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Tourette Syndrome and Obsessive Compulsive Disorder (OCD)

Published: December 8th, 2015

Category: Uncategorized

Written By: Jan Rowe, Dr. OT, OTR/L, FAOTA

I see many patients each week who have TS and OCD. Most present to my clinic because of their tics but the truth is, the OCD may be a bigger hurdle for them to overcome. Families haven’t always thought about the ‘co-morbidities’ when they seek CBIT (comprehensive behavioral intervention for tics) treatment. In the first session I try to make clear the tics are really the easiest part of the scenario. Those of us who provided CBIT can teach children how to manage or minimize their tics. The tics will decrease and become less noticeable but the OCD will still be there. Like anxiety and ADD the OCD will always be a bigger struggle in the balancing act of school, play, home life, and eventually adulthood.

CBIT is based in cognitive behavioral therapy and can have a positive effect on OCD if the child and family are willing to do the necessary work. Depending on the age of the child they may think of their OCD as ‘mental tics’. This language is supported in some scientific literature as well. If a child is willing to confront their obsessional thinking or compulsive acts, agree to an acceptable and comfortable replacement and work on this daily; their OCD can be substantially changed. They also learn that having OCD does not have to mean obsessions or compulsions control them. They can learn that their OCD can work for them. That said, some children may also need medication in combination with their new found strategies for best results.

I am by no means an expert in OCD but have had success treating OCD along with TS in the CBIT clinic. This has become an important part of my clinic because the OCD, like tics can disrupt everyday activities of children. Occupational therapists call these activities ‘occupations’. Occupations are things we all do which are ‘meaningful and purposeful’. When a child is so focused on their thoughts or compulsions and miss important information in class, opt out of community activities or extracurricular activities we need to address it. Here’s an example of OCD interrupting a child’s school experience.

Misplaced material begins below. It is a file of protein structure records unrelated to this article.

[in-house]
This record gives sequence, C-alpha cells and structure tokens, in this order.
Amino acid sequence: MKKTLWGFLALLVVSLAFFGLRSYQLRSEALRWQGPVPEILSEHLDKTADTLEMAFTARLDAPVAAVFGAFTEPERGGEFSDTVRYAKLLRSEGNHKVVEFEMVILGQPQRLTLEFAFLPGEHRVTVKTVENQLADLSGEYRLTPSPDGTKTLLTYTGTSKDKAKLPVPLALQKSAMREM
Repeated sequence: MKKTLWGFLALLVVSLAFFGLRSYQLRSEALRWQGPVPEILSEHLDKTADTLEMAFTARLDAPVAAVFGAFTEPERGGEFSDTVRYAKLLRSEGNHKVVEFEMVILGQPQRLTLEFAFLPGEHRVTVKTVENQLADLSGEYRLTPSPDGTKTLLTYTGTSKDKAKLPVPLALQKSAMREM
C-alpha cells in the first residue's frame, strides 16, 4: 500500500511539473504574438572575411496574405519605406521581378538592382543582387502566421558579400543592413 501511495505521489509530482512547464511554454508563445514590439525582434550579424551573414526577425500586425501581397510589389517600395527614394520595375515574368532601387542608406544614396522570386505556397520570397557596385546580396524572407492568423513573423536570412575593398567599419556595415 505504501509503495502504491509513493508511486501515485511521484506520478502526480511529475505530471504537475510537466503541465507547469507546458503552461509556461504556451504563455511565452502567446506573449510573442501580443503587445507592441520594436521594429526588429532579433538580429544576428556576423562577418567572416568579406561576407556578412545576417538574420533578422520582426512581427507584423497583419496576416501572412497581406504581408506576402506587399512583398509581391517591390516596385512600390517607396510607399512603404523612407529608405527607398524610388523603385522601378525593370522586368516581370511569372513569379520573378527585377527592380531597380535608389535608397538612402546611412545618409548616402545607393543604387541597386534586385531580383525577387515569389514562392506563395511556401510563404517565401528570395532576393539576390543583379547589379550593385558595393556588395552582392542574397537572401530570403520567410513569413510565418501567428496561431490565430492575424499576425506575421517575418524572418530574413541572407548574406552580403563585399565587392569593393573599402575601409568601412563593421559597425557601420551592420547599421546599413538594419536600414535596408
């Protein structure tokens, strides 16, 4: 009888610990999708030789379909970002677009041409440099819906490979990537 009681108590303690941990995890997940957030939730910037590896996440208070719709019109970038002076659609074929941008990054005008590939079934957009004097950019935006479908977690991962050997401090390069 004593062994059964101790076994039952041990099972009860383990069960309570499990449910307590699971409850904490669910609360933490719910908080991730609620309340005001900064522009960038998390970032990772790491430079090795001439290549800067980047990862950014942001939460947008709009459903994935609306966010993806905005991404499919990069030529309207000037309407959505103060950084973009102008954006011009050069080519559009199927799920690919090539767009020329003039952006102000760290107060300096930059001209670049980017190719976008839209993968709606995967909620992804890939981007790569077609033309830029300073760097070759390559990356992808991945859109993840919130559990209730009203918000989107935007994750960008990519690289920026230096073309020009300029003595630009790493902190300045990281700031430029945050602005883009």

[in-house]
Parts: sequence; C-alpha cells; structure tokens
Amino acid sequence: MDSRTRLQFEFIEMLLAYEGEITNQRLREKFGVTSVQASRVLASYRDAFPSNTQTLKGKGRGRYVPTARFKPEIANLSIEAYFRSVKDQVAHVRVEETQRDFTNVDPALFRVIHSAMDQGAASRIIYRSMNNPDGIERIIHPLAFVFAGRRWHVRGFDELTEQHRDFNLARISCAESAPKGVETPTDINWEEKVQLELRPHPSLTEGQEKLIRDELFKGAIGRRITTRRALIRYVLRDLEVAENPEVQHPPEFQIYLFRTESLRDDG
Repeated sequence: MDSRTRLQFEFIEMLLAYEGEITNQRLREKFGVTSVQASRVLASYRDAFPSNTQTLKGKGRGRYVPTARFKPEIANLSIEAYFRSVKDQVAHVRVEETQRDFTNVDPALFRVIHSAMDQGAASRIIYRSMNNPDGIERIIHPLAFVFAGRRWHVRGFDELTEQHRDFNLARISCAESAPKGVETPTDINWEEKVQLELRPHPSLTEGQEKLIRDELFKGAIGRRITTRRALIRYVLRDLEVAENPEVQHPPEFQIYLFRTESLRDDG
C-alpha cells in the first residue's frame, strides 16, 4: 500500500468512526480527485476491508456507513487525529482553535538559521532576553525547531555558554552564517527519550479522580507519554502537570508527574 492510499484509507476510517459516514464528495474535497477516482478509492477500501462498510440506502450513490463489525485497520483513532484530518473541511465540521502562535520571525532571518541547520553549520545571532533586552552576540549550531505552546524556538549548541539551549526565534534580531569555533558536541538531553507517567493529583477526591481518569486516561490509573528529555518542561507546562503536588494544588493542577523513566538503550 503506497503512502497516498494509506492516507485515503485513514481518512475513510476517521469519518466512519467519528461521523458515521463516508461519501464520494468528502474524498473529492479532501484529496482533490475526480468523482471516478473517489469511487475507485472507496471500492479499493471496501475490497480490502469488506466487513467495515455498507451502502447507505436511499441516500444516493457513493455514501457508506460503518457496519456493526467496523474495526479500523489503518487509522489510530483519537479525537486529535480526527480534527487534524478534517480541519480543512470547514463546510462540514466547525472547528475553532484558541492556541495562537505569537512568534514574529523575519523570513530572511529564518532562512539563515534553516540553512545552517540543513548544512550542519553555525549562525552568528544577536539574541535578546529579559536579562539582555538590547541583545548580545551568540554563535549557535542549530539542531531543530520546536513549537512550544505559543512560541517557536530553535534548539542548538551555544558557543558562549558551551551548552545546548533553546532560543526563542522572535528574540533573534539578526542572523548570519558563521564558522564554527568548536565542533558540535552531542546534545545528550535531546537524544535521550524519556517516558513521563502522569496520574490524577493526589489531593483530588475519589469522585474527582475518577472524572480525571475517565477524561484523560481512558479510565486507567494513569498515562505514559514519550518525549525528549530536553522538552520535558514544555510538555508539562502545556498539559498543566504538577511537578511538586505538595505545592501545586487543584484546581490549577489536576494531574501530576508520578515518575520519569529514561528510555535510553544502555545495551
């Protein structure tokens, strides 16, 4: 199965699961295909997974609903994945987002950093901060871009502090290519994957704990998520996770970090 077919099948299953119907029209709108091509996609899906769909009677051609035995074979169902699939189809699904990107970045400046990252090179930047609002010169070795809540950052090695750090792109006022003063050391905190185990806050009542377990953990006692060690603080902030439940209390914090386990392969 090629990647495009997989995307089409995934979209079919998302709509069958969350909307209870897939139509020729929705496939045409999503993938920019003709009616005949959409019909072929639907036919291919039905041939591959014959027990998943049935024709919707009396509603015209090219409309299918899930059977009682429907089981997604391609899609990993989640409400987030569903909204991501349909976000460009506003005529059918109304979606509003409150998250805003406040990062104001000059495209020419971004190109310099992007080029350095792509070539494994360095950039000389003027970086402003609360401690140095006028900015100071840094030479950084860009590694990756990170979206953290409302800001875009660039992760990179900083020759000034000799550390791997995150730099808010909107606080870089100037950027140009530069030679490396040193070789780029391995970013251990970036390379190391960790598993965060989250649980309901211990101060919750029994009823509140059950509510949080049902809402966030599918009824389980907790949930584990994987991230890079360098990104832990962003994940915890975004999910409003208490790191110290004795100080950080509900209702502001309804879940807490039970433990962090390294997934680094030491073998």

A few years ago a 14 year old male patient presented with TS and OCD. The OCD was not known at the time of the evaluation. Through the evaluation he described many of his tics in a way which raised suspicion about OCD. He disclosed that one of his ‘mental tics’ was having to spend the last 10 minutes of every class obsessing about how he could get down the hallway, between classes without touching or being touched by peers. If you think about what happens in the last 5-10 minutes of class teachers tend to convey important information- reminders of projects, tests, homework to be done, etc. This young man heard none of it. As a result he was delinquent on assignments, missed important due dates and was often unprepared for the next day of class.   Once we started making head way on his tics through CBIT we shifted our attention to dealing with his OCD (session 4 or 8). In addition, I assisted his parents and the school to develop a 504 plan for accommodations within the school environment, addressing his TS and OCD.

The comprehensive behavioral intervention can and does work well for this group of children who present with TS and OCD. I find a healthy amount of ‘distress’ over the tics and OCD is a good thing when seeking out CBIT programs. Keep in mind your child may need to work with a specialist to address their OCD.

For additional information or resource material:

  • “Freeing your child from OCD” Tamar Chansky
  • “Talking Back to OCD”   J. March and C. Benton

For more information regarding CBIT and the UAB program, explore the link on the Center of Excellence Page.